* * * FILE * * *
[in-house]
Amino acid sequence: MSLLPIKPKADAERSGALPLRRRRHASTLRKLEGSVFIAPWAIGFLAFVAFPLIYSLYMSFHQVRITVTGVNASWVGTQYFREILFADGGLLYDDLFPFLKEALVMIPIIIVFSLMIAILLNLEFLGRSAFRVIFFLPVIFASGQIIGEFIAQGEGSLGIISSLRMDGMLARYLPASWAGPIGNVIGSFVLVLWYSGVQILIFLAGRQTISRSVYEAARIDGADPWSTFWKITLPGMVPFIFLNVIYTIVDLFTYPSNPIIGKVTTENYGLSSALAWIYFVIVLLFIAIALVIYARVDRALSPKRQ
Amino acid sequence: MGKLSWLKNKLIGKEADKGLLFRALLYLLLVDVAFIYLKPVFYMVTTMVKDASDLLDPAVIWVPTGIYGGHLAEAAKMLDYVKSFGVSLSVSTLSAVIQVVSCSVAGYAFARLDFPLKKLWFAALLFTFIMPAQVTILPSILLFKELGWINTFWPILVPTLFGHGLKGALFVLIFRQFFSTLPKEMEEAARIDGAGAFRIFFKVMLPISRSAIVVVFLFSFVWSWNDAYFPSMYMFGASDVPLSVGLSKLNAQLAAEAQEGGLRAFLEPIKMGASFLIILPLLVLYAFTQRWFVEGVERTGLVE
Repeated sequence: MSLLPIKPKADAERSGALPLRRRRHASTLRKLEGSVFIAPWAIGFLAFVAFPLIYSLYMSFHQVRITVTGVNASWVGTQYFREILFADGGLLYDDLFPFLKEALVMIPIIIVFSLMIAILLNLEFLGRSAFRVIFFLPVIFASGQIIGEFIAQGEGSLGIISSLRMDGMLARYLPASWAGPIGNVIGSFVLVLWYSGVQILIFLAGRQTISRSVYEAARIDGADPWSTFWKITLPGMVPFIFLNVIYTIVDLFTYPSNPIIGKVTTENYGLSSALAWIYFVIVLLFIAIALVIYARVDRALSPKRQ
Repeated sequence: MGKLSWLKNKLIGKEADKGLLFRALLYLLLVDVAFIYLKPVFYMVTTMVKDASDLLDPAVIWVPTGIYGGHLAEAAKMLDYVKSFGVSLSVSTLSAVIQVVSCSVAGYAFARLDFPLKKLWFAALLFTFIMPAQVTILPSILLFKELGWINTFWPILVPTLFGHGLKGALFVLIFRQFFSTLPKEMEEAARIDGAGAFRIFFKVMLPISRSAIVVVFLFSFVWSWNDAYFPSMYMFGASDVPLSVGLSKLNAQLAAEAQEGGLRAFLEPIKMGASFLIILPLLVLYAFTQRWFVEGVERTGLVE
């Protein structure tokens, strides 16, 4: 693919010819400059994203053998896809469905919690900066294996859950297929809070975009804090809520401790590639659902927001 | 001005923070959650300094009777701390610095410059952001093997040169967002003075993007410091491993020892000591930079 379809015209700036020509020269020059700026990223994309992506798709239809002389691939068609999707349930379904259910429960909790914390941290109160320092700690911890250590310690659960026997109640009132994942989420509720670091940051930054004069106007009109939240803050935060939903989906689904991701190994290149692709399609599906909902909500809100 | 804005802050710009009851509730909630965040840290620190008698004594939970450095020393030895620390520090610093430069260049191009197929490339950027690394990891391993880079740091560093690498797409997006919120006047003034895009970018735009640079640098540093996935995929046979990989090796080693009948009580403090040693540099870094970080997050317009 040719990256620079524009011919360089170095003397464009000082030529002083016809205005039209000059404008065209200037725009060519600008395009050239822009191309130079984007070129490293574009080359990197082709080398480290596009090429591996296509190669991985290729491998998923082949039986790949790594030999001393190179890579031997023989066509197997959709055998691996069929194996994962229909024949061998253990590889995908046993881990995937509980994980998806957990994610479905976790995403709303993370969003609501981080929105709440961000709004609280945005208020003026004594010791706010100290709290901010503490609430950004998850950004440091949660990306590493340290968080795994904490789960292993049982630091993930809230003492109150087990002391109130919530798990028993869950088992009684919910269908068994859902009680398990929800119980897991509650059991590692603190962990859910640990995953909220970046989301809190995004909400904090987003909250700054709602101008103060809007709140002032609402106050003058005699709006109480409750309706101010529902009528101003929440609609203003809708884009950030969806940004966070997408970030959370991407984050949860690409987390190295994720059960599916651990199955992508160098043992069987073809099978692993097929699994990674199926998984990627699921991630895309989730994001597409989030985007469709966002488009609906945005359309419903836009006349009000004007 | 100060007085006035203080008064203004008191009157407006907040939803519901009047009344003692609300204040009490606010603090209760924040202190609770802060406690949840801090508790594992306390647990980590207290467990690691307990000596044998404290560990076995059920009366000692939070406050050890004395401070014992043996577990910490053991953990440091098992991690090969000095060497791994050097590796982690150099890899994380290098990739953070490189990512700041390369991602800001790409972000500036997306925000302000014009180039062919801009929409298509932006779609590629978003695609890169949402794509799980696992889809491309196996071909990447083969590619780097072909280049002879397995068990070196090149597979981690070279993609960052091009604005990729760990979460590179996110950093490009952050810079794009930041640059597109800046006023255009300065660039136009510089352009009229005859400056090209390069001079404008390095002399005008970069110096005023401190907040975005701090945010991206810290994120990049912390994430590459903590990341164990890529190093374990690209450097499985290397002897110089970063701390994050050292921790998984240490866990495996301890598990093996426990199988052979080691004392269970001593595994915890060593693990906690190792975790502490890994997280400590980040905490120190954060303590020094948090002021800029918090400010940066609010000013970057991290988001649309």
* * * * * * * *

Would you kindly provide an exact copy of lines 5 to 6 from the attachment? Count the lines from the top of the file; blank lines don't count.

Repeated sequence: MGKLSWLKNKLIGKEADKGLLFRALLYLLLVDVAFIYLKPVFYMVTTMVKDASDLLDPAVIWVPTGIYGGHLAEAAKMLDYVKSFGVSLSVSTLSAVIQVVSCSVAGYAFARLDFPLKKLWFAALLFTFIMPAQVTILPSILLFKELGWINTFWPILVPTLFGHGLKGALFVLIFRQFFSTLPKEMEEAARIDGAGAFRIFFKVMLPISRSAIVVVFLFSFVWSWNDAYFPSMYMFGASDVPLSVGLSKLNAQLAAEAQEGGLRAFLEPIKMGASFLIILPLLVLYAFTQRWFVEGVERTGLVE
């Protein structure tokens, strides 16, 4: 693919010819400059994203053998896809469905919690900066294996859950297929809070975009804090809520401790590639659902927001 | 001005923070959650300094009777701390610095410059952001093997040169967002003075993007410091491993020892000591930079 379809015209700036020509020269020059700026990223994309992506798709239809002389691939068609999707349930379904259910429960909790914390941290109160320092700690911890250590310690659960026997109640009132994942989420509720670091940051930054004069106007009109939240803050935060939903989906689904991701190994290149692709399609599906909902909500809100 | 804005802050710009009851509730909630965040840290620190008698004594939970450095020393030895620390520090610093430069260049191009197929490339950027690394990891391993880079740091560093690498797409997006919120006047003034895009970018735009640079640098540093996935995929046979990989090796080693009948009580403090040693540099870094970080997050317009 040719990256620079524009011919360089170095003397464009000082030529002083016809205005039209000059404008065209200037725009060519600008395009050239822009191309130079984007070129490293574009080359990197082709080398480290596009090429591996296509190669991985290729491998998923082949039986790949790594030999001393190179890579031997023989066509197997959709055998691996069929194996994962229909024949061998253990590889995908046993881990995937509980994980998806957990994610479905976790995403709303993370969003609501981080929105709440961000709004609280945005208020003026004594010791706010100290709290901010503490609430950004998850950004440091949660990306590493340290968080795994904490789960292993049982630091993930809230003492109150087990002391109130919530798990028993869950088992009684919910269908068994859902009680398990929800119980897991509650059991590692603190962990859910640990995953909220970046989301809190995004909400904090987003909250700054709602101008103060809007709140002032609402106050003058005699709006109480409750309706101010529902009528101003929440609609203003809708884009950030969806940004966070997408970030959370991407984050949860690409987390190295994720059960599916651990199955992508160098043992069987073809099978692993097929699994990674199926998984990627699921991630895309989730994001597409989030985007469709966002488009609906945005359309419903836009006349009000004007 | 100060007085006035203080008064203004008191009157407006907040939803519901009047009344003692609300204040009490606010603090209760924040202190609770802060406690949840801090508790594992306390647990980590207290467990690691307990000596044998404290560990076995059920009366000692939070406050050890004395401070014992043996577990910490053991953990440091098992991690090969000095060497791994050097590796982690150099890899994380290098990739953070490189990512700041390369991602800001790409972000500036997306925000302000014009180039062919801009929409298509932006779609590629978003695609890169949402794509799980696992889809491309196996071909990447083969590619780097072909280049002879397995068990070196090149597979981690070279993609960052091009604005990729760990979460590179996110950093490009952050810079794009930041640059597109800046006023255009300065660039136009510089352009009229005859400056090209390069001079404008390095002399005008970069110096005023401190907040975005701090945010991206810290994120990049912390994430590459903590990341164990890529190093374990690209450097499985290397002897110089970063701390994050050292921790998984240490866990495996301890598990093996426990199988052979080691004392269970001593595994915890060593693990906690190792975790502490890994997280400590980040905490120190954060303590020094948090002021800029918090400010940066609010000013970057991290988001649309």